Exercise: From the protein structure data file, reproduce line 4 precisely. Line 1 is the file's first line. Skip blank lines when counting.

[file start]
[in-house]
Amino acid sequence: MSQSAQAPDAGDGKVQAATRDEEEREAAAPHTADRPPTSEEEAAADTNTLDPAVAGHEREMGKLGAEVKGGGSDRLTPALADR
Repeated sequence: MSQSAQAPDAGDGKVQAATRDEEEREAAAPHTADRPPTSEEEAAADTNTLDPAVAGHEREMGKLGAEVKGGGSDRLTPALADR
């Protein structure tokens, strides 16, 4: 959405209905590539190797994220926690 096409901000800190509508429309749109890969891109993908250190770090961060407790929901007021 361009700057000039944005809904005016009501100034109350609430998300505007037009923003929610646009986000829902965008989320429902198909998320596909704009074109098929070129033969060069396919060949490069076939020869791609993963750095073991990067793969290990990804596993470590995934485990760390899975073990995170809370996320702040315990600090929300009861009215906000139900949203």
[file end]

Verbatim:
């Protein structure tokens, strides 16, 4: 959405209905590539190797994220926690 096409901000800190509508429309749109890969891109993908250190770090961060407790929901007021 361009700057000039944005809904005016009501100034109350609430998300505007037009923003929610646009986000829902965008989320429902198909998320596909704009074109098929070129033969060069396919060949490069076939020869791609993963750095073991990067793969290990990804596993470590995934485990760390899975073990995170809370996320702040315990600090929300009861009215906000139900949203």